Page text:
Perhaps sports fans already knew that, but it would be
understandable if they had forgotten. The Astros stink. The Texans were mostly irrelevant
until a year ago. The Rockets are on a three-year playoff drought. Even Case
Keenum finally graduated from UH.
At times like this, struggling sports cities often get
saddled with the "small-market" moniker, regardless of their actual
population. Miami was labeled a "small market" until LeBron James and
Chris Bosh's arrivals magically transformed the city into a "big
market" in the minds of fans. The Golden State Warriors play in the U.S.'s
sixth-largest media market but are generally considered small-market fodder,
owing to their .365 win percentage over the last four years.
So it made sense that when news of the James Harden trade came down this
weekend, the bulk of the analysis focused on the Oklahoma City
Thunder. The Thunder's tumble from Western Conference favorite to a mere
contender was shocking and, in the immediate future, raised the most questions about
not just this year's West race but also the continuing economic realities for
true small-market franchises, even under the new collective bargaining
The impact on the Rockets may be less obvious — and less intriguing — right now.
Instead of being lottery-bound, they should be in playoff contention, if only
to be first-round sacrificial lambs to the likes of the Thunder, Lakers or
Spurs. Still, the Rockets concluded an active offseason in which they not only
made themselves better, but they also avoided the payroll constraints that typically
accompany such moves.
Houston, remember, is really big. The greater Houston area
represents the 10th-largest media market in the U.S., with more than two million
in the city proper, making it the fourth-largest city in the country. Of those two million, a considerable number are basketball fans thanks to the Rockets'
glory days in the 1980s and '90s, as well as the Cougars' Phi Slamma Jamma days
Harden is not coming to some rinky-dink operation that could
have served as the setting for Deliverance. The Rockets have not been good, but
they have an analytical front office that is ahead of its time and an ownership
that has not been reluctant about paying large (but fair) salaries to the
likes of Yao Ming and Tracy McGrady. Were the Thunder not run so expertly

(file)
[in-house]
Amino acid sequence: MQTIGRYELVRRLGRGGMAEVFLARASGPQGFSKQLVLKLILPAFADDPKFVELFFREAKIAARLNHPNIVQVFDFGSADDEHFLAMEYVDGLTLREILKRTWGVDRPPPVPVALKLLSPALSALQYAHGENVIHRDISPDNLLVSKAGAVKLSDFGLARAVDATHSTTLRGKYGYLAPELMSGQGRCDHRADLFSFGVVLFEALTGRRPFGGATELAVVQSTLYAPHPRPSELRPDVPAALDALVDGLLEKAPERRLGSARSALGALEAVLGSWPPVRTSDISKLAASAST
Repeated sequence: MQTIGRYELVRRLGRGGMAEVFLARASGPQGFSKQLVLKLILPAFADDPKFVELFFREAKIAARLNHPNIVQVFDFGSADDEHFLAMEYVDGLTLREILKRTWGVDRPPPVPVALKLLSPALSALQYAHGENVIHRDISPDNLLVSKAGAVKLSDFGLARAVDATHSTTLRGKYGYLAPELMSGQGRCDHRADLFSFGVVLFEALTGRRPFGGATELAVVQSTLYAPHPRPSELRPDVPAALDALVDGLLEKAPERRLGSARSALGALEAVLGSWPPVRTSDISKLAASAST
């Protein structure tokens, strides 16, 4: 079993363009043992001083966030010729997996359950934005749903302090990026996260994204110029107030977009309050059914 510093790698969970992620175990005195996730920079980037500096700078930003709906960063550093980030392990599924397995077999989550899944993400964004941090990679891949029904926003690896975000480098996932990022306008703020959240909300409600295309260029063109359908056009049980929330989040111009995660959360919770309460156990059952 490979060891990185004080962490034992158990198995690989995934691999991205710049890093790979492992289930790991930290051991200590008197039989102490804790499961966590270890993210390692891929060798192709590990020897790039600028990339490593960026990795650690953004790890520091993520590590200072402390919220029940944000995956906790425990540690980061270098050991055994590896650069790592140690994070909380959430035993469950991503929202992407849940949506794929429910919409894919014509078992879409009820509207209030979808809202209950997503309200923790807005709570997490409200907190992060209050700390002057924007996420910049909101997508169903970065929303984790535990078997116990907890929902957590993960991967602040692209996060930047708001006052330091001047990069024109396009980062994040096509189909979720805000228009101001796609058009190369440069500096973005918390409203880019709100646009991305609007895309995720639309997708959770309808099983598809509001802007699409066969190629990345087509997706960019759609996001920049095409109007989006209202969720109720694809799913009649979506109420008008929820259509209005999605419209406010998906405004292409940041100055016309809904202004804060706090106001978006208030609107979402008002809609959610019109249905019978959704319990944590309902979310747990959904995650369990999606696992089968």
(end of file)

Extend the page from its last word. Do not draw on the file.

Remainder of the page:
themselves, Houston would have a far brighter long-term forecast than Oklahoma
The Rockets therefore are decidedly "big-market" with $150
million in revenue and almost $18 million in operating income in 2012,
according to Forbes, and they planned to lock up Harden to a maximum contract
extension of either four or five years by early evening on Monday. They are
able to do so because general manager Daryl Morey revamped the roster in the
offseason, adding Jeremy Lin and Omer Asik to deals that could turn out to be
highly team-friendly if both players continue to blossom.
The Rockets might not
be done adding players, either, as they are still well below the luxury tax
line and are on target to remain so for at least the next three years. Keep in
mind, that the Rockets hotly pursued Dwight Howard and the ample salary
that would have come with him — they are not intent on keeping down costs
simply for the sake of saving money.
From a basketball standpoint, the Rockets could not have
found a more perfect player for their needs. Kevin McHale runs an uptempo system that is ideal
for Lin, who figures to get a similar statistical bump to the ones Kyle Lowry
and Goran Dragic enjoyed in Houston. The problem offensively would have come in
the halfcourt, but now the Rockets will be in the capable pick-and-roll hands of
With Harden assuming the ballhandling duties, Lin should get
more open looks and Chandler Parsons should be good for two or three dunks a game.
When Harden is on the court with rookie Royce White, the Rockets could have one
of the niftiest non-point guard passing tandems in the NBA. Asik is not the
shot-blocker Serge Ibaka is or the bruiser Kendrick Perkins is, but he will
help protect Harden on defense if he can stay out of foul trouble.
The Thunder took a very real step back in the short term by
dealing Harden — even though, from a financial standpoint, the move made sense
— but the Rockets managed to improve both now and for the foreseeable future, and
they now have a true star to build around.